- Electric Vehicles Tax Credit: Democrats will likely need to overhaul their plans for electric vehicle tax credits -- or scrap them all together. The current bill provides a $7,500 consumer tax credit to be made refundable and expanded by $4,500 for cars assembled domestically in union plants with an extra $500 for batteries made in the U.S. Manchin, whose state is home to a non-union Toyota factory, said he is opposed to the union portion of the tax credit. He also wants income limits on the credit.
- Paid leave: Manchin has never supported government-subsidized paid family leave as laid out in the House bill but has said a bipartisan deal on a different version is possible.
- Medicaid expansion: The House bill expands Medicaid eligibility to residents in states that chose not to expand coverage under Obamacare. Manchin says it isn’t fair to states that are spending their own money to expand Medicaid. It is a must-have for Senator Raphael Warnock, who will fight for its inclusion.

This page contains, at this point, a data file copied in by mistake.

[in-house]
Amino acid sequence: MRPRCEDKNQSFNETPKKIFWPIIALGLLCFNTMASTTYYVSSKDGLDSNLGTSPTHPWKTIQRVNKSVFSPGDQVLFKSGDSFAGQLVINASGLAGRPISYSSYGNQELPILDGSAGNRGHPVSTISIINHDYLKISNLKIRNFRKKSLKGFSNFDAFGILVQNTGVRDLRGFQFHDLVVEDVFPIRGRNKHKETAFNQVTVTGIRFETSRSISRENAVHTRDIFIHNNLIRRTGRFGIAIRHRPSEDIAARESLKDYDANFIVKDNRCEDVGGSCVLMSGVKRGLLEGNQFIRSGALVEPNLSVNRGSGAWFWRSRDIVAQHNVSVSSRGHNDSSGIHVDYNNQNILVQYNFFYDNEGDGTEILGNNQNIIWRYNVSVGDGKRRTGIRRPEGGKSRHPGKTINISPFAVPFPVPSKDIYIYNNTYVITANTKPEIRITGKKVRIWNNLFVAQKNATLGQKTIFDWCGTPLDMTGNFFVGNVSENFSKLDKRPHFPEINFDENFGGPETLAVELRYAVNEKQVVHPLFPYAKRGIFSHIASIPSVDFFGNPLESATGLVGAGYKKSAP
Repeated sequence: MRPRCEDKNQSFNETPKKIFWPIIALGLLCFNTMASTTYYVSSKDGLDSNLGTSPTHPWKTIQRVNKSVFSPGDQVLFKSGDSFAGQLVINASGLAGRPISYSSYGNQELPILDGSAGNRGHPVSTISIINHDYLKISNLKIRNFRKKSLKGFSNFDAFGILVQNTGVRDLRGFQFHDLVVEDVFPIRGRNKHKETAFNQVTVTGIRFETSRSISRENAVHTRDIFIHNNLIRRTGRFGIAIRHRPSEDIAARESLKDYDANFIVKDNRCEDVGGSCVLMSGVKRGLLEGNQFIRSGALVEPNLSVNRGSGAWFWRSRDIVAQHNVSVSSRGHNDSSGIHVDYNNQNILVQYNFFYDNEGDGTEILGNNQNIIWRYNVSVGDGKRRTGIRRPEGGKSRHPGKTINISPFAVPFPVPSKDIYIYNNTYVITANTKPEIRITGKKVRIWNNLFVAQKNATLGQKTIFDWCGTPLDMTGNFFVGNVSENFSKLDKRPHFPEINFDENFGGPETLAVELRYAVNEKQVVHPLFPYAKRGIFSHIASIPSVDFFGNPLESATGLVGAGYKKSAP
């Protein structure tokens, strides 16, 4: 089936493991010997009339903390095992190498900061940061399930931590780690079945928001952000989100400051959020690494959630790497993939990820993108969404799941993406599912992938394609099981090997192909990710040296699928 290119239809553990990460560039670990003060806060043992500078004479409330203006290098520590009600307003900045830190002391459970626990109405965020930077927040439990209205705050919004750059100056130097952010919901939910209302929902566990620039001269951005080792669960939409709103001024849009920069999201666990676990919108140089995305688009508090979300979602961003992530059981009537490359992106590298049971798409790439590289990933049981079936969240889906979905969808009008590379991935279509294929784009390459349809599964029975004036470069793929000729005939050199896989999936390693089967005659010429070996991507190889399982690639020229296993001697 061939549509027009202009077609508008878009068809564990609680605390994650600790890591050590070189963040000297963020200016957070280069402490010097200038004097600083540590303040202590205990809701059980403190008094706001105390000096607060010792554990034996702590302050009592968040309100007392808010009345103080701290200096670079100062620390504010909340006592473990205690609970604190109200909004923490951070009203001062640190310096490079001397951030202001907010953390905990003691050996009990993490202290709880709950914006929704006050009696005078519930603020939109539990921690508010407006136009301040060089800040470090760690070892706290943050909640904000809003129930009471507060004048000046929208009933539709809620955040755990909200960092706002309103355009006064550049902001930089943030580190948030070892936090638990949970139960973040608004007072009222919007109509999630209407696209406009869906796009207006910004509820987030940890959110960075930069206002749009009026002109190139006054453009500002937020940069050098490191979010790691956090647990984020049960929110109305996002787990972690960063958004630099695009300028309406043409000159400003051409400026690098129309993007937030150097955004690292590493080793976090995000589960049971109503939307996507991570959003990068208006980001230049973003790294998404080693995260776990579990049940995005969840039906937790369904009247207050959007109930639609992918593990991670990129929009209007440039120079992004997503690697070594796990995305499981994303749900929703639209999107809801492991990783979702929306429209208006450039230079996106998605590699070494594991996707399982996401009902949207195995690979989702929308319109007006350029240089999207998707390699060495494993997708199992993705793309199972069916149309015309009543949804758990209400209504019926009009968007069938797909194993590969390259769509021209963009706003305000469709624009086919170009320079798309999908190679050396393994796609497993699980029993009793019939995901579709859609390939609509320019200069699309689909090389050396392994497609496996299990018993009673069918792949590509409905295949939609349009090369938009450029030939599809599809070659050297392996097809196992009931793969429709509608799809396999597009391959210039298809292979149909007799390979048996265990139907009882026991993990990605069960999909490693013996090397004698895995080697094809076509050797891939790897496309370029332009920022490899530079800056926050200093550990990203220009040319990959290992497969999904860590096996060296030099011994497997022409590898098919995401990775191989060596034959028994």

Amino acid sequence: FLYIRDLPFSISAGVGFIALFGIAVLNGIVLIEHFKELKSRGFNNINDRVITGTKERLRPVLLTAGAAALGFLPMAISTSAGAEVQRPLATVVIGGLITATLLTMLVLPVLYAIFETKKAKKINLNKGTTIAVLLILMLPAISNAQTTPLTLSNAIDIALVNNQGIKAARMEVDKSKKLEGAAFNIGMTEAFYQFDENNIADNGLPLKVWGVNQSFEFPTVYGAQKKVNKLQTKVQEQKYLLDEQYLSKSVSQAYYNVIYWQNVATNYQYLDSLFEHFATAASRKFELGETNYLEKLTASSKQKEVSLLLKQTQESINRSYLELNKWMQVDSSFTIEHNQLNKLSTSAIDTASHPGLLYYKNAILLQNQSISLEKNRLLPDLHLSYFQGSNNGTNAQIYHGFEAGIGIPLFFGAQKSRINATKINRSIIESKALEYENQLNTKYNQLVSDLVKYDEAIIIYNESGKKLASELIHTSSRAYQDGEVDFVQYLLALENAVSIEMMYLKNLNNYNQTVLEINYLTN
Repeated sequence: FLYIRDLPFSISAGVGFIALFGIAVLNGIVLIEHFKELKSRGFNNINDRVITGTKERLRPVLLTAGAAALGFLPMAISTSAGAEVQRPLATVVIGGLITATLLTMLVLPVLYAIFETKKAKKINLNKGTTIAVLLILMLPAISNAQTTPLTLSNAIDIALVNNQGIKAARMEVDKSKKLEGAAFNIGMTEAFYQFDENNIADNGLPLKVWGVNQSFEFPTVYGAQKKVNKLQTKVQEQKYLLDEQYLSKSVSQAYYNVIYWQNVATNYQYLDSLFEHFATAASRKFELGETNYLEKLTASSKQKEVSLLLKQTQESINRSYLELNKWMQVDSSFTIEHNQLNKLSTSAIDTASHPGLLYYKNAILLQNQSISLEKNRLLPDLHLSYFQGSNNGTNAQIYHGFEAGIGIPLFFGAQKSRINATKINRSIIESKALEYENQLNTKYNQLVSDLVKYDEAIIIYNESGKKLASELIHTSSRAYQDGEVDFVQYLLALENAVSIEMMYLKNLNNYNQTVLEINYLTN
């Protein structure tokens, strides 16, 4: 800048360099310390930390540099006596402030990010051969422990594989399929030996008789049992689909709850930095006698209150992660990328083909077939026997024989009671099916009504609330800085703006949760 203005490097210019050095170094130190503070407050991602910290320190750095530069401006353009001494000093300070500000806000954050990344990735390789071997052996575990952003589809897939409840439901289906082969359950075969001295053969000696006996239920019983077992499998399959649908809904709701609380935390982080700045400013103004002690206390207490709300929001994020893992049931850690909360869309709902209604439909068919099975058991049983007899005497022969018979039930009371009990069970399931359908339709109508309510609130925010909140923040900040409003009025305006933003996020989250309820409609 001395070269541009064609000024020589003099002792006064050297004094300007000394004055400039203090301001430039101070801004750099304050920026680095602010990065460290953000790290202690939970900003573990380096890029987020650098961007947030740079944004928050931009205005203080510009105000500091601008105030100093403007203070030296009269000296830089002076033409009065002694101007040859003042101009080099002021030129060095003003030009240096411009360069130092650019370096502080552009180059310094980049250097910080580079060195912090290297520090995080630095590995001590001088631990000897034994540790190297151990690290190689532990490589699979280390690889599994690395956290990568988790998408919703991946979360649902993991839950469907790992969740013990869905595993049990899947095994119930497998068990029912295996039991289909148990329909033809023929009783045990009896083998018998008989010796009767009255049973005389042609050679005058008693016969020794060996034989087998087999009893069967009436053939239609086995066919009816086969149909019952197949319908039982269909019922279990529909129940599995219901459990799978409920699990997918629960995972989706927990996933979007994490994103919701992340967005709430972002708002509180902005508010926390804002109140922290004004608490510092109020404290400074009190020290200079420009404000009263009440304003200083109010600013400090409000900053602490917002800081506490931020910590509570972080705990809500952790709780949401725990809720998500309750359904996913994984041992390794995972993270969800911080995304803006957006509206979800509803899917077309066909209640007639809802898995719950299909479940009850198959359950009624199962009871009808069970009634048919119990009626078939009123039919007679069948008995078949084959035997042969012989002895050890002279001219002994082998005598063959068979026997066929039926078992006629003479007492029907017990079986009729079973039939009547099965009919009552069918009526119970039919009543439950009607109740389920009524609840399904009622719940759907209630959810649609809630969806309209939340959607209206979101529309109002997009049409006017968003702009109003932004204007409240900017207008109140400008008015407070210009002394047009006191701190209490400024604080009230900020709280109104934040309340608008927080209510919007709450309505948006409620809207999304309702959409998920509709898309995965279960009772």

- Child Tax Credit refundability: Manchin says he also wants to impose some work requirements on the child tax credit so that parents with little or no income can’t claim the benefit. Democrats had written the tax credit so the lowest-income households with children could still get the money. Manchin has said he doesn’t want parents without any tax liability to get the credit in the form of a tax refund.
- Methane fee: Manchin has been opposed to new fees on methane that would hurt the fossil fuel industry.
- Bike tax credit: Democrats may have to slash some provisions with limited constituencies, including a tax rebate for electric bikes. The House envisioned that the maximum $900 benefit is only available to individuals who earn up to $75,000 or couples who make $150,000.
- Journalist tax credit: An employment tax credit for local news outlets could be eliminated. The preference would give local news organizations a $25,000 benefit to offset a journalist’s payroll taxes in the first year of employment and $15,000 for the subsequent four years. Republicans have said Democrats are seeking to buy favorable coverage.
- Immigration: The Senate parliamentarian has already repeatedly ruled against a pathway to citizenship or relief from deportation for undocumented immigrants. Manchin has said he would not support overruling the Senate rules official.
- Vaping tax: Senate Democrats already removed this nicotine fee from the House-passed bill even before Manchin came out formally against the whole package.